The penultimate presentation at the Institute’s 2016 National Architecture Conference – How Soon is Now? – was the keynote address of Thomas Fisher, professor in the School of Architecture at the University of Minnesota. Using his ongoing research into the ethics of architecture, Thomas proposed exciting possibilities for architects and architectural intelligence. Without eschewing the primacy of buildings within the discipline or practice of architecture, Thomas introduced a new mode of practice that expands the role of the architect beyond the built outcome. One likely consequence of Fisher’s thesis is an increase in the number of people who graduate from architecture school but have parallel or perpendicular trajectories. Very little empirical research has been done into the careers or practices of these “lapsed,” “improper” or “defrocked” architects. Addressing the lack of information, the Dossier in this issue samples the work of people using their architectural education in allied built environment practices or other fields of endeavour.
The guest editors for the “Left of Field” Dossier are Tania Davidge and Christine Phillips, directors of the Melbourne-based design and research practice OpenHAUS. Tania is an architect, artist, researcher, educator and writer. She has a master’s degree in advanced architectural design from Columbia University in New York and extensive experience in architecture, urban design and strategic design. Christine is an architect, artist, lecturer, freelance writer and radio broadcaster. She is a lecturer in architecture at RMIT University’s School of Architecture and Design and has been actively involved in bringing architecture to the public realm through her ongoing contribution to media, publications, exhibitions and practice. The Architecture Australia editorial team would like to thank Tania and Christine for the thoughtfulness and passion they have brought to the task.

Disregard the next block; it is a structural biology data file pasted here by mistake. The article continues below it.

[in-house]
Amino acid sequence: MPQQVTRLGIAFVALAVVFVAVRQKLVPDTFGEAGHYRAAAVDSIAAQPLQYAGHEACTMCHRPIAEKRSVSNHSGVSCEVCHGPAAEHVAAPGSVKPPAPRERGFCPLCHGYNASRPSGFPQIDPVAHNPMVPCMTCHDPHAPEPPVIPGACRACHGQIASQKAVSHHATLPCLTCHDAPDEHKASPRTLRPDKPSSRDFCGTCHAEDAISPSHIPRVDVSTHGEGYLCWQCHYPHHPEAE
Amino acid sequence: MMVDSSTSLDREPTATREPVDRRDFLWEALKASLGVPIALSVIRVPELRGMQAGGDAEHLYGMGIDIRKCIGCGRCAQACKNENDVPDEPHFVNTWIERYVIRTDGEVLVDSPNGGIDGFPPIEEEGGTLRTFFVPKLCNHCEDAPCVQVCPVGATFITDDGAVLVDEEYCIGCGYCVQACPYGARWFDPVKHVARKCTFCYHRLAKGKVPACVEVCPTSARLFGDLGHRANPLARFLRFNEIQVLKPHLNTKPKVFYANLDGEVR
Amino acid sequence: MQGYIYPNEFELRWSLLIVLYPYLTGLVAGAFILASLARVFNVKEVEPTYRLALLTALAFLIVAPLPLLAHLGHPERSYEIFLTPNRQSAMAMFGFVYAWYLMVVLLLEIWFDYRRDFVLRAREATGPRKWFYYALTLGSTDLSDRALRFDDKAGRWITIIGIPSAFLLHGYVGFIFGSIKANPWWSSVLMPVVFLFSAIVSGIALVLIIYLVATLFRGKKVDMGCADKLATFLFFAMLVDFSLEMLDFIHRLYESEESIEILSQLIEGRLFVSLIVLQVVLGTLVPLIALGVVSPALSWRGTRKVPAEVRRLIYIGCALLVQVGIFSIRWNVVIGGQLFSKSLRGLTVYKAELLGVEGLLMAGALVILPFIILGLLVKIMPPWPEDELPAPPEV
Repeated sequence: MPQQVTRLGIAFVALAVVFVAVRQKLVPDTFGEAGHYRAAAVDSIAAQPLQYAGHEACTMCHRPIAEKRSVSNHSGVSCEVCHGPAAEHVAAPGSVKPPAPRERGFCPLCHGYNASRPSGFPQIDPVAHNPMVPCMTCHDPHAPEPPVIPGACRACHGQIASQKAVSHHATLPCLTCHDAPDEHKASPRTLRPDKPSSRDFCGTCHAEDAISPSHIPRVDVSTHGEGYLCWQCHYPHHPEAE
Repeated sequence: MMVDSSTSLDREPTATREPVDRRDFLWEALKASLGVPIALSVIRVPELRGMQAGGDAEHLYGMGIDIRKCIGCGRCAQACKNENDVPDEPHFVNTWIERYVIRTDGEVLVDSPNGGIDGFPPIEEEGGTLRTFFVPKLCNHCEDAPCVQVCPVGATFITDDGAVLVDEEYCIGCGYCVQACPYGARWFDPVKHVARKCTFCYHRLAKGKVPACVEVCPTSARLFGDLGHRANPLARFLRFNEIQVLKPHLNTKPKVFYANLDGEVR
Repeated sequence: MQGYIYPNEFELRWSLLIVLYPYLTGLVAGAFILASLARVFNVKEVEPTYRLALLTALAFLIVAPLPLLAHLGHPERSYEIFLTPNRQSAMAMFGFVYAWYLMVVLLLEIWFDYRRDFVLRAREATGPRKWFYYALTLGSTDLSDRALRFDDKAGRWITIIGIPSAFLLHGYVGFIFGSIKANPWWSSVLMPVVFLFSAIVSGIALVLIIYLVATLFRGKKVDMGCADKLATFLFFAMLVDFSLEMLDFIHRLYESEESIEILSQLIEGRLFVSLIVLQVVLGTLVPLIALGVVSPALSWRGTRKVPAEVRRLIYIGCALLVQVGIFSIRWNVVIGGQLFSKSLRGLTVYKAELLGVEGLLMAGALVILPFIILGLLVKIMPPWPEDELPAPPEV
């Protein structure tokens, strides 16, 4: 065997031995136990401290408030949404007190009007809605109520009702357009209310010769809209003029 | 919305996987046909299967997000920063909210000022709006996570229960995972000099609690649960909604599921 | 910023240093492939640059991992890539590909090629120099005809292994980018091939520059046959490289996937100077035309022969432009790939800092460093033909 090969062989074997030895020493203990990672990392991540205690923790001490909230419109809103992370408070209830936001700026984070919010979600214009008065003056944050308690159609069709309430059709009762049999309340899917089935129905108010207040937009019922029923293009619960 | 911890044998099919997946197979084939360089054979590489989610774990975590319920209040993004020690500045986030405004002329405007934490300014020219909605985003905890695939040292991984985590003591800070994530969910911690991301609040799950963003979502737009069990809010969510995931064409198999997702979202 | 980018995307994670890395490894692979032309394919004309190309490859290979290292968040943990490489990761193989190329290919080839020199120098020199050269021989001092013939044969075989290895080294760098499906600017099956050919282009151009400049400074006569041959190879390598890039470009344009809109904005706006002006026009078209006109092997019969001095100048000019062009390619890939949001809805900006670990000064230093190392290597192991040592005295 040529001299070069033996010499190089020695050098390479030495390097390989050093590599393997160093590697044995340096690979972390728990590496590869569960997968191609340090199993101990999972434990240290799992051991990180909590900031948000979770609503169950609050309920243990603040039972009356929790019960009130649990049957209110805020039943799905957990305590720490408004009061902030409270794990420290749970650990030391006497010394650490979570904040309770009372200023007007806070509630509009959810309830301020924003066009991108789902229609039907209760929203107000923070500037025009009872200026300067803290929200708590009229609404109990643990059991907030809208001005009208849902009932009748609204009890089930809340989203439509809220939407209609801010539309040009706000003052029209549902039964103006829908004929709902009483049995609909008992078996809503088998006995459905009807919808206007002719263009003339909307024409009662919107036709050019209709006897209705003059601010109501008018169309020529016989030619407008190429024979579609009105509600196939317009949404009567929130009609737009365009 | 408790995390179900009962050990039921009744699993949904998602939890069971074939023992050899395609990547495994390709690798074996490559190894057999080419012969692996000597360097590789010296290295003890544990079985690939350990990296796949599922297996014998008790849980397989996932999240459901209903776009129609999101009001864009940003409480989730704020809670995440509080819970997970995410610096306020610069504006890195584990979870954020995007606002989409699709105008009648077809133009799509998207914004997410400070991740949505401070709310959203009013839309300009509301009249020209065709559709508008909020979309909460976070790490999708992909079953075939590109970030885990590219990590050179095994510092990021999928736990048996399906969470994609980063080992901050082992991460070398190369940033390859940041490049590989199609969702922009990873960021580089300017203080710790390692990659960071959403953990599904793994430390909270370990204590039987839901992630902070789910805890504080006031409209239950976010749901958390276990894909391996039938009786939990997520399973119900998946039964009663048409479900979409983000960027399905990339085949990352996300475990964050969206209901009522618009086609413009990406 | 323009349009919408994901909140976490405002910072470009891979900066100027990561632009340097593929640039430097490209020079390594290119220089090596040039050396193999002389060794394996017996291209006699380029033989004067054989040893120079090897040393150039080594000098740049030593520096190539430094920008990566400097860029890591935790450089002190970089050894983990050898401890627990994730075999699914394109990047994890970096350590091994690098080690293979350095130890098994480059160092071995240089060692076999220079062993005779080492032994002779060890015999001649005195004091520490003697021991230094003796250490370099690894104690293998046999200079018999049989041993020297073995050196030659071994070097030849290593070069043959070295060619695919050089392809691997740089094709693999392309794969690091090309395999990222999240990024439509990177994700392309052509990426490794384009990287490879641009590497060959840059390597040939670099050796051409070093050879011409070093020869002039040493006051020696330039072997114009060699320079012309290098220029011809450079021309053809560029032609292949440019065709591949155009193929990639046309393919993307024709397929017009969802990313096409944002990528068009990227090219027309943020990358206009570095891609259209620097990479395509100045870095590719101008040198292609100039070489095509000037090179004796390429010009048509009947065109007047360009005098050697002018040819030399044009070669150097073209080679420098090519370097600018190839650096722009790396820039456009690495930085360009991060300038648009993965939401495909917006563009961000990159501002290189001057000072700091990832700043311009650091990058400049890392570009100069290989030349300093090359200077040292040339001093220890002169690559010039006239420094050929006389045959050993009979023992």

The “Left of Field” research is presented in four parts – an introduction by Christine and Tania that advocates for “expanding the field” of architectural possibility; a visual sociology of people who have trained in architecture and are using their training in other ways; interviews with four architecture graduates working in the diverse fields of politics, business, technology and rehabilitation; and responses from architectural educators that scope the impact of an expanded field on the academy. It is hoped that this Dossier will increase awareness of the broad church of architecture and, in time, seed further investigation.
The March/April issue contains the following peer-reviewed projects:
Victorian Comprehensive Cancer Centre. The distinctive design of an eminent cancer centre by Silver Thomas Hanley, DesignInc and McBride Charles Ryan evokes optimism and inspires hope. Review by Rebecca McLaughlan and Alan Pert.
Orange Regional Museum. Crone Architects’ addition to the civic precinct of Orange in New South Wales is a refined building and suite of generous public spaces that “grow” out of the landscape. Review by David Sutherland.
- 131 Russell Street & 478 George Street. Two new towers by Candalepas Associates, the hotel QT Melbourne on Russell Street and the AHL Headquarters on George Street in Sydney, complement the existing fabric of the city with compositional finesse. Review by Rachel Hurst.
- House in Hamilton. A Japanese–Australian collaboration between Tato Architects and Phorm Architecture and Design has resulted in an unusual hybrid of contemporary Japanese design and the local Queensland vernacular. Review by Julian Worrall.